Whose Terms? – From Chronicle of Higher Education

The GC Teaching and Learning Center recently released a group-authored handbook for teaching at CUNY that is not only a beautiful digital presentation of some seriously useful content, but enhanced by encouraging the use of Hypothes.is, a powerful annotation tool (see the chapter “How to Interact with this Guide.” Annotations can be private and shared, opening up the possibility for this digital handbook to be a radically group-authored hypertext. Annotation tools are extremely powerful and one of the most exciting types of social media tools for scholars. This piece from The Chronicle of Higher Education brings up the usual question terms of service (especially relevant in light of the roll back of Net Neutrality protections recently) with specific mention to annotation programs. The old axiom is that if the service is free, you are the product. As we rush to integrate digital tools into our teaching and research, sometimes we lose sight of what we’re offering up of ourselves, our colleagues and our students. As social mediums, people who actively try to encourage folks to share their work, it’s important to heed these warnings so that folks can make good decisions with their work and data. — Social Mediums

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Using Google Scholar Alerts to Collect Content for Sharing

In this post we discuss how to use Google Scholar Alerts to stay on top of newly published scholarship, some of which may be appropriate for sharing via social media. It’s a way to make your searches for relevant content easier and of course to stay-up-to-date on new scholarship in general. — Social Mediums

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Save That Hashtag! – From the Chronicle of Higher Education

We’ve given a a few workshops on live tweeting for conferences and one of the points we emphasize is that Twitter discussions don’t have to be ephemeral. When the conversation is especially vibrant, it’s usually a good idea to collect that conversation somehow. In our workshops, we’ve usually talked about Storify. It’s a good tool when you’re archiving discussions from a relatively short period of time. The tool discussed here is good when you have a hashtag that’s been used for a long time–maybe related to your program or your annual conference and you want to make use of that data. –The Social Mediums.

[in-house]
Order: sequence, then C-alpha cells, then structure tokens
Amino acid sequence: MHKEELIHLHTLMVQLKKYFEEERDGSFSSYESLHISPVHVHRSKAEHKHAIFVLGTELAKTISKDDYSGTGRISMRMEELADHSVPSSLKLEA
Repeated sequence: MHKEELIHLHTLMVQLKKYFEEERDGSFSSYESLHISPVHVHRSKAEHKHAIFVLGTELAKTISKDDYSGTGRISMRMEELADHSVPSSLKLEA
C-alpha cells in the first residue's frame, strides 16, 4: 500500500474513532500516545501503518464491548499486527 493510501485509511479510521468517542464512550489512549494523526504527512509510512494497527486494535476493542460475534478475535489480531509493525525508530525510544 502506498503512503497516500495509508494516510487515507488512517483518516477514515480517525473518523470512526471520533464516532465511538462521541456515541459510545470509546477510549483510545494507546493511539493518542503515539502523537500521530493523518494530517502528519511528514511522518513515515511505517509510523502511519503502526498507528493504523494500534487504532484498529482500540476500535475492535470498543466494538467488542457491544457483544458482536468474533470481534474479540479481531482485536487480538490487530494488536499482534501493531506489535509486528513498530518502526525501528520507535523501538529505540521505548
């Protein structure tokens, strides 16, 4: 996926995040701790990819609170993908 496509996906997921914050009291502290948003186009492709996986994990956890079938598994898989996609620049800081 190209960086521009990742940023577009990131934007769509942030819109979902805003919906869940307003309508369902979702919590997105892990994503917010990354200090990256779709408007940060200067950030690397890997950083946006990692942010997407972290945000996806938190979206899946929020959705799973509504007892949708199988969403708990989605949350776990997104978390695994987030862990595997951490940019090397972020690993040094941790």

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Ulysses Here and Now: Using Twitter to Teach Experimental Literature – From JITP

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Live from Your Palm: Experiments with Using the Periscope Live-Streaming Video App in a Journalism Class– From JITP

When we think about social media, what comes to mind is usually the big platforms: Facebook, Twitter, Instagram, etc. But there are many other tools that fall into the category, including apps that let you live-stream. ONe of our jobs as Social Media Fellows is to help groups in our respective programs live-stream events and to plan to make live-streaming a success. We have all the tools that the GC has to take advantage of, though (high quality web cameras, IT staff, etc.). But what can you do with simpler technology like you’re phone? This interesting article from the Graduate Center’s own Journal of Interactive Technology and Pedagogy (JITP) describes using an app for live-streaming in a journalism class, but it has implications for any kind of streaming you might want to do as part of you research, organizing, etc. — The Social Mediums

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